Proposition #2

Proposition 2 will ask Huntington residents to approve the release of about $7 million from the district’s capital reserves fund for critical infrastructure repairs. The list of projects includes the replacement of the roofs at three elementary schools, Flower Hill, Jefferson and Southdown at $1.5 million each; tile replacement in 17 bathrooms at Jefferson and Nathaniel Woodhull School; security vestibules at Flower Hill and Washington primary schools; and replacing two of Woodhull’s boilers. Polansky said the full funding necessary is already available from the district’s reserves and projects cannot be sent to the state for approval, a step needed to begin construction, until the voters approve the funding. If approved by voters, Proposition 2 will have no impact on the tax levy or tax rate.

Proposition #3

Under Proposition 3, the district seeks to create a new building improvement fund. The superintendent said making a new fund is necessary in order to transfer money from the district’s existing repair reserve, which can primarily be used in emergencies, to a newly named capital reserve that will be used for turf field replacement. The district’s turf field is nearing 10 years old, according to Polansky, which is its recommended lifespan. If Proposition 3 is approved, it will also have no impact on the tax levy or tax rate.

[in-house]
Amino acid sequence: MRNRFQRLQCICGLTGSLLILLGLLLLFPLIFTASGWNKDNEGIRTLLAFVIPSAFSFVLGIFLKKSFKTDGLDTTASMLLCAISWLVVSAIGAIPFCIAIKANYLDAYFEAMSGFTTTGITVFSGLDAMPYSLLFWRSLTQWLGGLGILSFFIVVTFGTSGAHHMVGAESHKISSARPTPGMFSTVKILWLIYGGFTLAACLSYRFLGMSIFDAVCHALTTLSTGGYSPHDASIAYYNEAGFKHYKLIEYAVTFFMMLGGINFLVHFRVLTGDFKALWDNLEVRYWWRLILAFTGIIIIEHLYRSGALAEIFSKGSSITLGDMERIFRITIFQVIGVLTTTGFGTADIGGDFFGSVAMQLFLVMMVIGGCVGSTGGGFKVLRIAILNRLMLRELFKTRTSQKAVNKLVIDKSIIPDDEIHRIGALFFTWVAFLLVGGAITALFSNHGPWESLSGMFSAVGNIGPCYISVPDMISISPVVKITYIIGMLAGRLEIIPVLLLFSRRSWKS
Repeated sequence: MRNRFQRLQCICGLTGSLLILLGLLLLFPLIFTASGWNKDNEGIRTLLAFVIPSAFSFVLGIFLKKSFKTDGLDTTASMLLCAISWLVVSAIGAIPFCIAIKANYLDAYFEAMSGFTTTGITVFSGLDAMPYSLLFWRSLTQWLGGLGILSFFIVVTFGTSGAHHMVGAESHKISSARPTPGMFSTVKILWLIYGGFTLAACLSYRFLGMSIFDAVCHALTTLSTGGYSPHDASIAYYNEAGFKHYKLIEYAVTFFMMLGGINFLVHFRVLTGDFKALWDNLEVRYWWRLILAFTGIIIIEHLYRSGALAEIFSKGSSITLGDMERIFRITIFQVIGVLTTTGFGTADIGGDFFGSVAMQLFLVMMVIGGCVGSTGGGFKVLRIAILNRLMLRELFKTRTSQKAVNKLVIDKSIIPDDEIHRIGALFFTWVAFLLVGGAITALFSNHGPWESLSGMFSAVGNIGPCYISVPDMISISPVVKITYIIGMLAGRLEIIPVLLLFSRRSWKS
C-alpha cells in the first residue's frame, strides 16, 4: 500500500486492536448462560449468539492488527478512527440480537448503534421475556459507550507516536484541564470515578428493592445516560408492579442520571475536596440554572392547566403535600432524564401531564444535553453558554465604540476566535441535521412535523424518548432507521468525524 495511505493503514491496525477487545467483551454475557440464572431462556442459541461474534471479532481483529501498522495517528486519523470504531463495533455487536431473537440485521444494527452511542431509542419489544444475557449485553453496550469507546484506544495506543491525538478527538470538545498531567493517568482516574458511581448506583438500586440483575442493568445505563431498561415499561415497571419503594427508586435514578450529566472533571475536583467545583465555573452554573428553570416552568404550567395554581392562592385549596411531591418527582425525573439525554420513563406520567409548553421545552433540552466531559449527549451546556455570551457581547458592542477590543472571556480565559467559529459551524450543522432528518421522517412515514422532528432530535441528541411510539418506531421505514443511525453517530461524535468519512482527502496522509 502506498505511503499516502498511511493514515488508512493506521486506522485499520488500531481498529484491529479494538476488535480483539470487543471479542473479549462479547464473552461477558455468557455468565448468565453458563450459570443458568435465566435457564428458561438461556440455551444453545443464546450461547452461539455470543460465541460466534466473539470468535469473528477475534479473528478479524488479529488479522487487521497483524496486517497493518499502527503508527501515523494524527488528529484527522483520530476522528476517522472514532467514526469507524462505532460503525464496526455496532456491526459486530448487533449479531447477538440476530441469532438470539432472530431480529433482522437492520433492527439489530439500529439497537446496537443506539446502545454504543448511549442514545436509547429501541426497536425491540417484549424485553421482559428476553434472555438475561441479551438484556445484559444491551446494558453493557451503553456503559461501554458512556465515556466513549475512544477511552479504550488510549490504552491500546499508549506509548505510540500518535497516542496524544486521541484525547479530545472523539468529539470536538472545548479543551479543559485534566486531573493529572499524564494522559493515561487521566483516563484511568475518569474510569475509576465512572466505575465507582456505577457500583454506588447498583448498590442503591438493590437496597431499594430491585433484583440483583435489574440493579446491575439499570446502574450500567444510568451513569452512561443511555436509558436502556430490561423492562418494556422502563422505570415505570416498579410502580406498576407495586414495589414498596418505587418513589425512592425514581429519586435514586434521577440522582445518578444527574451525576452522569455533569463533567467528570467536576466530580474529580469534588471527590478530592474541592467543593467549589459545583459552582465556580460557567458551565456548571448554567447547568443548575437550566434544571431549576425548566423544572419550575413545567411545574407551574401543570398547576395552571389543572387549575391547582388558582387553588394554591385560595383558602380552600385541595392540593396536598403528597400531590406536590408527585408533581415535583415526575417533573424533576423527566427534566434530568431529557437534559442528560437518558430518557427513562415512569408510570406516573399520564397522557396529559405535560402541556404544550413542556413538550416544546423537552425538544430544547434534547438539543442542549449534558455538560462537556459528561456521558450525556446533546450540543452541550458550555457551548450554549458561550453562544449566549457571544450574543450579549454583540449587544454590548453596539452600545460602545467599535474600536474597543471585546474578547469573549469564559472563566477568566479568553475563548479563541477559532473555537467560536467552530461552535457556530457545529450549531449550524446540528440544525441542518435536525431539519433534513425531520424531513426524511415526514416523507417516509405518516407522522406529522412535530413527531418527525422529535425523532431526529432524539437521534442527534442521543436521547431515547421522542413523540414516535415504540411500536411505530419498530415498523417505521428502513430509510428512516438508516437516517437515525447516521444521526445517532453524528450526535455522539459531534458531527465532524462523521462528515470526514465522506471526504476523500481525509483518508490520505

A formal budget hearing will be held Monday, May 7, at 7:30 p.m. at Jack Abrams STEM Magnet School auditorium.

Budget stays within 1.97 percent cap